Using a nerve-sparing technique that preserves the neurovascular bundles during radical prostatectomy (NSRP) does not appear to increase the chances of positive surgical margins (PSMs), according to a new meta-analysis.

Rodney H. Breau, MSc, MD, and colleagues from The Ottawa Hospital in Ontario, Canada conducted a systematic review and meta-analysis of 124 mostly observational studies of 73,448 patients (average age 56.1 to 70 years) published after 2000, when surgical techniques had changed. NSRP did not increase the risks of positive surgical margins (PSMs) or biochemical recurrence in patients with pT2 or pT3 disease compared with non-nerve-sparing radical prostatectomy.

“The absence of an association between nerve-sparing technique and a positive surgical margin seems surprising, since closer dissection to the prostate gland should intuitively result in increased risk of incision into tumor …  Appropriate patient selection (selection bias) may certainly explain these findings,” Dr Breau and colleagues wrote in The Journal of Urology. “While we stratified patients based on tumor stage, we were unable to adjust for some factors independently associated with positive surgical margins such as tumor volume, PSA, side-specific outcomes, or surgeon experience.”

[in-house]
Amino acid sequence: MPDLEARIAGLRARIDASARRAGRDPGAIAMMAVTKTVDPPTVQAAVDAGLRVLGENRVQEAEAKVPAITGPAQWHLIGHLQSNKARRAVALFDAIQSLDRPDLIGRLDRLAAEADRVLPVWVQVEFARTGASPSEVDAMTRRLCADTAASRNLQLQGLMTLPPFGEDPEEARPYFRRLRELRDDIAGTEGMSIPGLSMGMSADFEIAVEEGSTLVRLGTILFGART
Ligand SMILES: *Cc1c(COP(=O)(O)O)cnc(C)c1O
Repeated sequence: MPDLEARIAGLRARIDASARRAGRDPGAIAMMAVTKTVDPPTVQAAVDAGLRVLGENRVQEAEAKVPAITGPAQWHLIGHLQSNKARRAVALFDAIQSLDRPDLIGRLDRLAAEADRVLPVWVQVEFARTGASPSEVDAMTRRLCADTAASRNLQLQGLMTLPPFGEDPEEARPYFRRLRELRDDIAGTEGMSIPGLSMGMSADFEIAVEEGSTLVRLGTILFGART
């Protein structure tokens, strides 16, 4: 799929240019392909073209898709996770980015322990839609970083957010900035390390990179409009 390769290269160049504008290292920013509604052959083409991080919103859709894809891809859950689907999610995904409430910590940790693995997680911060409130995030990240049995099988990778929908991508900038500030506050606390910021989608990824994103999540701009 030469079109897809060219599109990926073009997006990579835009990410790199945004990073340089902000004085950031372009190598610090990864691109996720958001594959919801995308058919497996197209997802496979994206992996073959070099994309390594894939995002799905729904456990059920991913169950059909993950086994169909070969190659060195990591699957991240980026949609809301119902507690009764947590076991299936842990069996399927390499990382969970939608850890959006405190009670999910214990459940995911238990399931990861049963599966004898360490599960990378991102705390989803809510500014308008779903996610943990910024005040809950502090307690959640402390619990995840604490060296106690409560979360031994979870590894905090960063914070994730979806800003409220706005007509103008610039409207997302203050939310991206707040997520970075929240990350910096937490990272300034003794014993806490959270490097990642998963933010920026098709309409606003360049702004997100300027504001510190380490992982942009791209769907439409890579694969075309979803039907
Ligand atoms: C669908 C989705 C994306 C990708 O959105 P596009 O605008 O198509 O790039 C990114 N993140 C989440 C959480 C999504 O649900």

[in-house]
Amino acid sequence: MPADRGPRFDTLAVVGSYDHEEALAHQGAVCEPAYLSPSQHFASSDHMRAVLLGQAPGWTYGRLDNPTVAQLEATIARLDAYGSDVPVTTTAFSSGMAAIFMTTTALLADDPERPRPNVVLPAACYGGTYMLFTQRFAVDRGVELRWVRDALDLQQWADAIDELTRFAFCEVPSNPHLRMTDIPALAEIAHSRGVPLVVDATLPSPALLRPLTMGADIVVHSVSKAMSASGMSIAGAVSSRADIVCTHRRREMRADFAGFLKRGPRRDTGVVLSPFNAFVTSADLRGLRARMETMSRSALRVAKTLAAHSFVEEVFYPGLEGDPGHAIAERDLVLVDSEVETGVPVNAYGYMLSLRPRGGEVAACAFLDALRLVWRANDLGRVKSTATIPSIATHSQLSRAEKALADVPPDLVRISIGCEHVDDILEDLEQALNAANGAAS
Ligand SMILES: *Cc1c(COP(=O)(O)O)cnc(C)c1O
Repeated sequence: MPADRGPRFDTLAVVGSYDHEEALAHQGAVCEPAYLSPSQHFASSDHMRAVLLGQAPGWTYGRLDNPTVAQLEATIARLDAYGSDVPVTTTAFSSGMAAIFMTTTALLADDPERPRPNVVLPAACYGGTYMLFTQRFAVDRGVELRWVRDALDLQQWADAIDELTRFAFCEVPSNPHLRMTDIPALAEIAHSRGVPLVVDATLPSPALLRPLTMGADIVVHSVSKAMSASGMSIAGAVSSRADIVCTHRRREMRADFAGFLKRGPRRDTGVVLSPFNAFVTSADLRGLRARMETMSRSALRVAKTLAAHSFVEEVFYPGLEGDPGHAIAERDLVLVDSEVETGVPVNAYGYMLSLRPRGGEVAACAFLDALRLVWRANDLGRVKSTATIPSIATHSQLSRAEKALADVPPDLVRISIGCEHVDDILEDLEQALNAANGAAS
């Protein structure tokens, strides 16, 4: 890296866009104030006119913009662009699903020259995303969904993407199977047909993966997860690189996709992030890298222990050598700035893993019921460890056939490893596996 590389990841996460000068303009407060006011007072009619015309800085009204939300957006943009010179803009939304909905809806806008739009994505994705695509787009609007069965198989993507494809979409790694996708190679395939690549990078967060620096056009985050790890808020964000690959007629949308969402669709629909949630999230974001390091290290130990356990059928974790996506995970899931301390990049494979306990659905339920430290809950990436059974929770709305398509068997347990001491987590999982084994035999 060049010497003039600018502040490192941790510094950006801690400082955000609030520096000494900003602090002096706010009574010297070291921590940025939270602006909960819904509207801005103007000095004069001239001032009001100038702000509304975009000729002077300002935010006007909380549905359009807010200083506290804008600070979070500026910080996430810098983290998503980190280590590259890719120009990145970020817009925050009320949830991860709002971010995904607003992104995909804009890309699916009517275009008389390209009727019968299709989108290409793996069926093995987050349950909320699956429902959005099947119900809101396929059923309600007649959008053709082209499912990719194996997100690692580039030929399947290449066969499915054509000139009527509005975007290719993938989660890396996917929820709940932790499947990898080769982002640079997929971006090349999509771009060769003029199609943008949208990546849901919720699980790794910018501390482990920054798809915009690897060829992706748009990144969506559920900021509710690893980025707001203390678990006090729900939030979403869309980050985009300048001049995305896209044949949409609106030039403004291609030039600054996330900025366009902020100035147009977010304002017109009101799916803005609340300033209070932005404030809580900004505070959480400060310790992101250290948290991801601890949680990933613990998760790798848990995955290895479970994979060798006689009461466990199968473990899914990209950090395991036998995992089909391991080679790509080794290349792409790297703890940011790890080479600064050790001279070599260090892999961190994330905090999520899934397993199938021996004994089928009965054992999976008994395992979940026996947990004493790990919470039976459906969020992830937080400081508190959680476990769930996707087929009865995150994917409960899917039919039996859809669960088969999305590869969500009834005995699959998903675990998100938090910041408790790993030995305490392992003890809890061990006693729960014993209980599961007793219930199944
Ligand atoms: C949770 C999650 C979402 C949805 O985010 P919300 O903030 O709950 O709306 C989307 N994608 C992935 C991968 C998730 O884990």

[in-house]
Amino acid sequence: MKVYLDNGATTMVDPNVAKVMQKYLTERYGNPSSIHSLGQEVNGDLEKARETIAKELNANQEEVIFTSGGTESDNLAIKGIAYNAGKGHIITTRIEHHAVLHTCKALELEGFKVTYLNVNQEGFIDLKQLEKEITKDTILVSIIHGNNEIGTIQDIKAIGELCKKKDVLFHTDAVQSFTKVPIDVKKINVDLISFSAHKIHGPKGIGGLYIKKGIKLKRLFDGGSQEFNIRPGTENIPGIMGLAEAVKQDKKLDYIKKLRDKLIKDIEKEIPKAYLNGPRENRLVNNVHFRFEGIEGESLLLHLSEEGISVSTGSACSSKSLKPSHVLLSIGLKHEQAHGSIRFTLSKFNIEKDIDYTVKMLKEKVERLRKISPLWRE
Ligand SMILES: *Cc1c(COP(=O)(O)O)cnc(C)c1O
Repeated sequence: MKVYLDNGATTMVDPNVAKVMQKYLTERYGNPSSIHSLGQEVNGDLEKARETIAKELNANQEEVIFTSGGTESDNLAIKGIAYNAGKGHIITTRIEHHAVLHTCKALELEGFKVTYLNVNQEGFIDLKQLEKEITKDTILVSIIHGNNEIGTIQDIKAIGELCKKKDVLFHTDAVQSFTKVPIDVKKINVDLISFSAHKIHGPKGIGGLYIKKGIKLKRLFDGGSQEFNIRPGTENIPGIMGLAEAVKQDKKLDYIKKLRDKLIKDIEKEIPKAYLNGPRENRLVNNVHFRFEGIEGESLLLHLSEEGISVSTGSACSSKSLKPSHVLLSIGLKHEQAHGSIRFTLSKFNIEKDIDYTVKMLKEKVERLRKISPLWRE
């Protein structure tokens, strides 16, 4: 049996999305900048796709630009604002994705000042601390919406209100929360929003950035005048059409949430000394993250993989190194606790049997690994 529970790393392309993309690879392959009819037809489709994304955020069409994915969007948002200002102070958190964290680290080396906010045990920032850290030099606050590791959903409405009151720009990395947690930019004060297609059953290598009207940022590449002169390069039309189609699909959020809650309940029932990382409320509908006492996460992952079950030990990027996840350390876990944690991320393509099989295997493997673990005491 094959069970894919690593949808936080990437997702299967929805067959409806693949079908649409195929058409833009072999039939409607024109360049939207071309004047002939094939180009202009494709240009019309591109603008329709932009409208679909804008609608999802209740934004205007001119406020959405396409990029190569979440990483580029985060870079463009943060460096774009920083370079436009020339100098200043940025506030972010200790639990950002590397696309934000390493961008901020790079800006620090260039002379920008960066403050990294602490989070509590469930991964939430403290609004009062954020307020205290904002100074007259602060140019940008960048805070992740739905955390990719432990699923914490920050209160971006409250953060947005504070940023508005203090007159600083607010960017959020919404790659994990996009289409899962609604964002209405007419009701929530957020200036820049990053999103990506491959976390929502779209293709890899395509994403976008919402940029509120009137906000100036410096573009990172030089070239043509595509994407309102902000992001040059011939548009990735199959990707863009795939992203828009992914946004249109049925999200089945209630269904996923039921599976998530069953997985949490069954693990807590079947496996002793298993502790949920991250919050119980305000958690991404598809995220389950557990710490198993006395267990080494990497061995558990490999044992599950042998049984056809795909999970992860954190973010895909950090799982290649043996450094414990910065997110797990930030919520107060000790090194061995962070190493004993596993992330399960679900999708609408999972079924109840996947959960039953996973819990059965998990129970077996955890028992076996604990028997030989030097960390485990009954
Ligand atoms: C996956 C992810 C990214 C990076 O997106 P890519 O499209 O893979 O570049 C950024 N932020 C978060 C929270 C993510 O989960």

Continue Reading

It is also possible that non-nerve-sparing procedures did not always involve a wide extrafascial resection, they noted. Some other studies detailing the surgical technique used found increased risks of positive surgical margin and biochemical recurrence with NSRP.

Patients who had NSRP had 25% and 39% lower risks of urinary incontinence at 3 and 12 months after surgery, respectively. The investigators determined that 1 additional patient would remain continent for every 12 men treated with NSRP. “Lack of thermal injury and greater preservation of tissue around the urethra and pelvic floor during nerve spare may explain the association,” Dr Breau and colleagues explained.

The study also found 23% and 47% lower risks of erectile dysfunction with NSRP at 3 months and 12 months after surgery, in agreement with previous research. Similar results were obtained for unilateral and bilateral nerve-sparing procedures. For 1 additional patient to maintain erectile function, 3 would need to receive NSRP.

As the included studies were mostly observational, future randomized controlled trials are still needed to fully understand the risks and benefits of NSRP.

Related Articles